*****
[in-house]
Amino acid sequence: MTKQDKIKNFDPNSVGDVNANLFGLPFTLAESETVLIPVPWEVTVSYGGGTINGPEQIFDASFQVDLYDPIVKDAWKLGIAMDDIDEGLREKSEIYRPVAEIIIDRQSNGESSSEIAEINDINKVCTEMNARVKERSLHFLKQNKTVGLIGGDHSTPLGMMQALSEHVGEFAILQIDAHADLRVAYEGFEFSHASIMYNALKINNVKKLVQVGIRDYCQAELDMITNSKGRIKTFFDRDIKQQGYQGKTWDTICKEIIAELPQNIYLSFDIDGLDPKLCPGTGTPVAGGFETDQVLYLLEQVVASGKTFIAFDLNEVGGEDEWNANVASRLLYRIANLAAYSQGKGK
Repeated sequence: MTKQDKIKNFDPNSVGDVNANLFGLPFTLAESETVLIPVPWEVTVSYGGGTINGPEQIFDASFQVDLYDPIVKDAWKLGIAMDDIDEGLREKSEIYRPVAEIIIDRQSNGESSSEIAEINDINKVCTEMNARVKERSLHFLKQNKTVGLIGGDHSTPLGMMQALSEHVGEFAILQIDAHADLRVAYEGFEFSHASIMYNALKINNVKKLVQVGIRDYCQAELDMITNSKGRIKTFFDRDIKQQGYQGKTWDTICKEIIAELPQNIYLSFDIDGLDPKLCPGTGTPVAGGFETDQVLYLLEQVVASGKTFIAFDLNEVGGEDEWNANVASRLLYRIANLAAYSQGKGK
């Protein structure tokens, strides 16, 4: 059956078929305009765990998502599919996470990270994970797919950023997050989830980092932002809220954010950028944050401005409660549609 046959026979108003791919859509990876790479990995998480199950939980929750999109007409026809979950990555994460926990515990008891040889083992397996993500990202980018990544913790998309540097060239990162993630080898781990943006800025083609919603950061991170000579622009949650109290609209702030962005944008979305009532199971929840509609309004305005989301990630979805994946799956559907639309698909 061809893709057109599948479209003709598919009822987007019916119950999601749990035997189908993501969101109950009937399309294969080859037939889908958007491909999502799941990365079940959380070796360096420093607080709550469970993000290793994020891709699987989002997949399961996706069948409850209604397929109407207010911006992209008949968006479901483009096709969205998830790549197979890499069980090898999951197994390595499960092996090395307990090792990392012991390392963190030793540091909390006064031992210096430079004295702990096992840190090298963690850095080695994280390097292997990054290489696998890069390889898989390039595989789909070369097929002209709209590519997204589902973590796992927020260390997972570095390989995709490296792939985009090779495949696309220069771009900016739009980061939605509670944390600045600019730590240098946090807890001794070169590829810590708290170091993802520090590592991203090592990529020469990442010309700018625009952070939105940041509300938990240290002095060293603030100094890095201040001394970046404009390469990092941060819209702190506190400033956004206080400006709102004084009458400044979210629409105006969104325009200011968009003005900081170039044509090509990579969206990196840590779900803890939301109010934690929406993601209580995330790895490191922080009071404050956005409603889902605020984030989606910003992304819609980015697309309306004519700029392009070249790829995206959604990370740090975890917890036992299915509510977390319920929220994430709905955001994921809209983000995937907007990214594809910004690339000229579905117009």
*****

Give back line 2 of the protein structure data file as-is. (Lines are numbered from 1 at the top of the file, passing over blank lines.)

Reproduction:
Amino acid sequence: MTKQDKIKNFDPNSVGDVNANLFGLPFTLAESETVLIPVPWEVTVSYGGGTINGPEQIFDASFQVDLYDPIVKDAWKLGIAMDDIDEGLREKSEIYRPVAEIIIDRQSNGESSSEIAEINDINKVCTEMNARVKERSLHFLKQNKTVGLIGGDHSTPLGMMQALSEHVGEFAILQIDAHADLRVAYEGFEFSHASIMYNALKINNVKKLVQVGIRDYCQAELDMITNSKGRIKTFFDRDIKQQGYQGKTWDTICKEIIAELPQNIYLSFDIDGLDPKLCPGTGTPVAGGFETDQVLYLLEQVVASGKTFIAFDLNEVGGEDEWNANVASRLLYRIANLAAYSQGKGK